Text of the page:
BRINGING THE GARDEN INDOORS
For centuries artists have captured the beauty of nature in all its forms on paper and on canvas but little has surpassed their achievements in portraying the beauty and variety of plants, writes expert Richard Ellison of The Country House Gallery. Photography: Robin Lyndon
Flowers have been among the artist’s most popular muses and have inspired artists from every corner of the globe, not only to paint them but to create their own magnificent gardens such as Monet’s gardens at Giverny.
Flowers are perhaps the one subject in art that has never been out of fashion. In every period in the history of painting, from the ancient Egyptians, through the Middle Ages and the Renaissance to the great Impressionists, flowers have played a role. Today we enjoy our gardens more than ever, soaking up the peace and tranquillity they bring, keeping us directly in touch with the natural world and helping us step out of the chaos, even if only for a while.
Many early botanical illustrations were linked to plants with medicinal or pharmacological properties and were to aid identification rather than to adorn the walls as art. The earliest surviving illustrated botanical work is the Codex vindobonensis, made in 512AD for the daughter of Roman Emperor Olybrius.
Flower painting (huahui) as an independent genre of art without having consideration to medicinal practices began in China as early as the 7th century AD. It was associated with Taoism, the philosophy which emphasises harmony with nature. Spreading to Japan and later to the west, the flower became a favourite among artists and was studied and painted by many famous artists from Da Vinci to Van Gogh.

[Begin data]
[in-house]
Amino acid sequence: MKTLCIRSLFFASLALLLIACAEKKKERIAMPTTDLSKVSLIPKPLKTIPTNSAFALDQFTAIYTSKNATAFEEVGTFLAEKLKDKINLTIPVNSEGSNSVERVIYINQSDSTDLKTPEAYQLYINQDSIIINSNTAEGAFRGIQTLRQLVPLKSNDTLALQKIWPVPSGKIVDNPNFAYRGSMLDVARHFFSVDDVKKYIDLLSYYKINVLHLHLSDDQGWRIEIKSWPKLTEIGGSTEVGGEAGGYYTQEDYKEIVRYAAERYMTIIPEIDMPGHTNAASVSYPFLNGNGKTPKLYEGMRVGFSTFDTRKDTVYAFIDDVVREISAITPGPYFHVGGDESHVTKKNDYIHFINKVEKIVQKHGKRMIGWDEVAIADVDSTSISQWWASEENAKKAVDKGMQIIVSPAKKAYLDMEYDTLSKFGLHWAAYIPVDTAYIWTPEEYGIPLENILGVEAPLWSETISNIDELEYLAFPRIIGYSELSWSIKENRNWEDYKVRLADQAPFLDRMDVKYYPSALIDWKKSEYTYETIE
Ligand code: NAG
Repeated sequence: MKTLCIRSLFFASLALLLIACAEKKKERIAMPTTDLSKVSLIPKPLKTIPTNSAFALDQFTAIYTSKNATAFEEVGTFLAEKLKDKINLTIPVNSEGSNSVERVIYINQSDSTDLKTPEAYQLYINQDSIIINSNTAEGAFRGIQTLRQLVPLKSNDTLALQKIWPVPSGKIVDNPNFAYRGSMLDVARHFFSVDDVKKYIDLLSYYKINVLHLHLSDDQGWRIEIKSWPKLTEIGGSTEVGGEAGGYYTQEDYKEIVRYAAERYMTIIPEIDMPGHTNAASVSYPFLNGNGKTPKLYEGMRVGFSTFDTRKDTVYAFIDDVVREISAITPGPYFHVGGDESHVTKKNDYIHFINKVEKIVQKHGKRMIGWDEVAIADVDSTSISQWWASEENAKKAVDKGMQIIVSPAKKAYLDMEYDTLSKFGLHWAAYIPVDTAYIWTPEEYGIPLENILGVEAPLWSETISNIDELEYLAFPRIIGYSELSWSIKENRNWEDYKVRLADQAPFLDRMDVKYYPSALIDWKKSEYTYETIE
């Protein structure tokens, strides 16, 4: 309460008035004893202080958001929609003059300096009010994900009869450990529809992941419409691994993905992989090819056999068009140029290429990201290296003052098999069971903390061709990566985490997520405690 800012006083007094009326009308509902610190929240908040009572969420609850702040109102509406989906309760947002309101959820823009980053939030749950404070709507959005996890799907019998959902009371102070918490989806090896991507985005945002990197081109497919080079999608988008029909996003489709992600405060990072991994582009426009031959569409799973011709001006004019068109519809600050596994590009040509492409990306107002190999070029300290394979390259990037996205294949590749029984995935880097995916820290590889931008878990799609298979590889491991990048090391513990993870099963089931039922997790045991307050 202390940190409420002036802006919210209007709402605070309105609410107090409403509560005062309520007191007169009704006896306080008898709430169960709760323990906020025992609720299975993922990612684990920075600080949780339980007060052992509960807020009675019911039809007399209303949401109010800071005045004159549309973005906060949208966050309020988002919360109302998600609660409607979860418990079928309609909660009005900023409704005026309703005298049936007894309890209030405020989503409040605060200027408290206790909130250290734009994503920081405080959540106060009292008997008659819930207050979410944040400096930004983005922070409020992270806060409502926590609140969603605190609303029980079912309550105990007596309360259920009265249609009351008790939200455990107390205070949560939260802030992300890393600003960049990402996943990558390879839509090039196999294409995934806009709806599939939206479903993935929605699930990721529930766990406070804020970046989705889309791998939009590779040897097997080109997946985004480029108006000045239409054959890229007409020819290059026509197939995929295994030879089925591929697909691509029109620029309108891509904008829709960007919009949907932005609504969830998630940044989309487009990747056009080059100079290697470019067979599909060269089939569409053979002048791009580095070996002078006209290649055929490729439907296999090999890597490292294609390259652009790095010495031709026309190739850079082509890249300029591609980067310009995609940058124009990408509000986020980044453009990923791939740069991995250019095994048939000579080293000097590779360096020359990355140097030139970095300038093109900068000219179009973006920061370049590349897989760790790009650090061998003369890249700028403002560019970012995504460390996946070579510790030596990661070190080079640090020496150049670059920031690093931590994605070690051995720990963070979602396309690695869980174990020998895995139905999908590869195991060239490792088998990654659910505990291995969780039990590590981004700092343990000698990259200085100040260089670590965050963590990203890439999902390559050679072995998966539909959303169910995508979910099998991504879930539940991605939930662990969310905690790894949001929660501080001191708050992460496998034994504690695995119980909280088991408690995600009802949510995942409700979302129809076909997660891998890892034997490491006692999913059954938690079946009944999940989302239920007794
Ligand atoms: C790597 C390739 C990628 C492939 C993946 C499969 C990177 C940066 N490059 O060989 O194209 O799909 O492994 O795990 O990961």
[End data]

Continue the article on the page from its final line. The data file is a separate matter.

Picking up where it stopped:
Flowers have also been used to portray feelings and emotions and have found symbolic representation both in art and in life. The early Christians saw the flower as a symbol of chastity while the Romans viewed it as a symbol of spring and new life. The Victorians bestowed upon the flower a whole bouquet of symbolism and association, indeed an entire floral vocabulary – love, death, beauty, joyfulness, chivalry, purity, cheerfulness, remembrance and humility – all represented by flowers.
So life without flowers would really be rather dull, certainly less fragrant and infinitely less colourful. In the ever quickening blur of life, flower pictures are themselves becoming symbolic of our desire to preserve our planet and to re-connect with nature. Interior design has thankfully slid from the stark desolation of minimalism to being influenced by plants and the natural world. After all, we were born in it, we live in it, we’re part of it, so why not embrace it in all its glory. And what is more glorious than flowers?